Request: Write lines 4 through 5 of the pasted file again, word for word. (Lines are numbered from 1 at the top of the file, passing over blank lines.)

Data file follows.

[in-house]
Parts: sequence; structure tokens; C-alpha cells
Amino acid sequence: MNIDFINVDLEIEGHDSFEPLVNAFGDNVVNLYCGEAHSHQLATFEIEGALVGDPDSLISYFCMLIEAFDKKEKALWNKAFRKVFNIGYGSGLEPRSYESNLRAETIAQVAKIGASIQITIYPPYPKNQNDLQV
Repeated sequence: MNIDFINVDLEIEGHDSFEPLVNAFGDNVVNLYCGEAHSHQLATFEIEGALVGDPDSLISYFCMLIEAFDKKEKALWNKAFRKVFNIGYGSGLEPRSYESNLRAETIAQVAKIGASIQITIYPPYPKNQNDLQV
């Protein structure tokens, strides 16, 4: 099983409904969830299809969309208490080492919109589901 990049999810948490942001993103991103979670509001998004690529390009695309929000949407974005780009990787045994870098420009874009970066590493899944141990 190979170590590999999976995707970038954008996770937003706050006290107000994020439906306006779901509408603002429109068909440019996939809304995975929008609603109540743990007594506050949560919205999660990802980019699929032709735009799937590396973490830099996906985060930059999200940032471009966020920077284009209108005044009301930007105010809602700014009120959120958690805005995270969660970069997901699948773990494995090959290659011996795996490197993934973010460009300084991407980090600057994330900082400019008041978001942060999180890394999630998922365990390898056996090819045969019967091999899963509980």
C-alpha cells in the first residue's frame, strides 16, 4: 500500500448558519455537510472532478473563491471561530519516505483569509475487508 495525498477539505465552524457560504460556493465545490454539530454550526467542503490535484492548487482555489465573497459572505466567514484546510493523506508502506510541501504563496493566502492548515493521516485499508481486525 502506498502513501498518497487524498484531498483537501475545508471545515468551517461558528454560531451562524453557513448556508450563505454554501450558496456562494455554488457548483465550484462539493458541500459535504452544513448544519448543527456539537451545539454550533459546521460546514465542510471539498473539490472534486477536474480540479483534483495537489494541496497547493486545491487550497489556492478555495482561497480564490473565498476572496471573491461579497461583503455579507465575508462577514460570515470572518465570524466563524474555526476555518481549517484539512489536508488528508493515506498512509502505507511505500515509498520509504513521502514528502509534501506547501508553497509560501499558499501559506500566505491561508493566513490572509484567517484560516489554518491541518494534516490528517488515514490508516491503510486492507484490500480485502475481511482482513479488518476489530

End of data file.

Repeated sequence: MNIDFINVDLEIEGHDSFEPLVNAFGDNVVNLYCGEAHSHQLATFEIEGALVGDPDSLISYFCMLIEAFDKKEKALWNKAFRKVFNIGYGSGLEPRSYESNLRAETIAQVAKIGASIQITIYPPYPKNQNDLQV
């Protein structure tokens, strides 16, 4: 099983409904969830299809969309208490080492919109589901 990049999810948490942001993103991103979670509001998004690529390009695309929000949407974005780009990787045994870098420009874009970066590493899944141990 190979170590590999999976995707970038954008996770937003706050006290107000994020439906306006779901509408603002429109068909440019996939809304995975929008609603109540743990007594506050949560919205999660990802980019699929032709735009799937590396973490830099996906985060930059999200940032471009966020920077284009209108005044009301930007105010809602700014009120959120958690805005995270969660970069997901699948773990494995090959290659011996795996490197993934973010460009300084991407980090600057994330900082400019008041978001942060999180890394999630998922365990390898056996090819045969019967091999899963509980």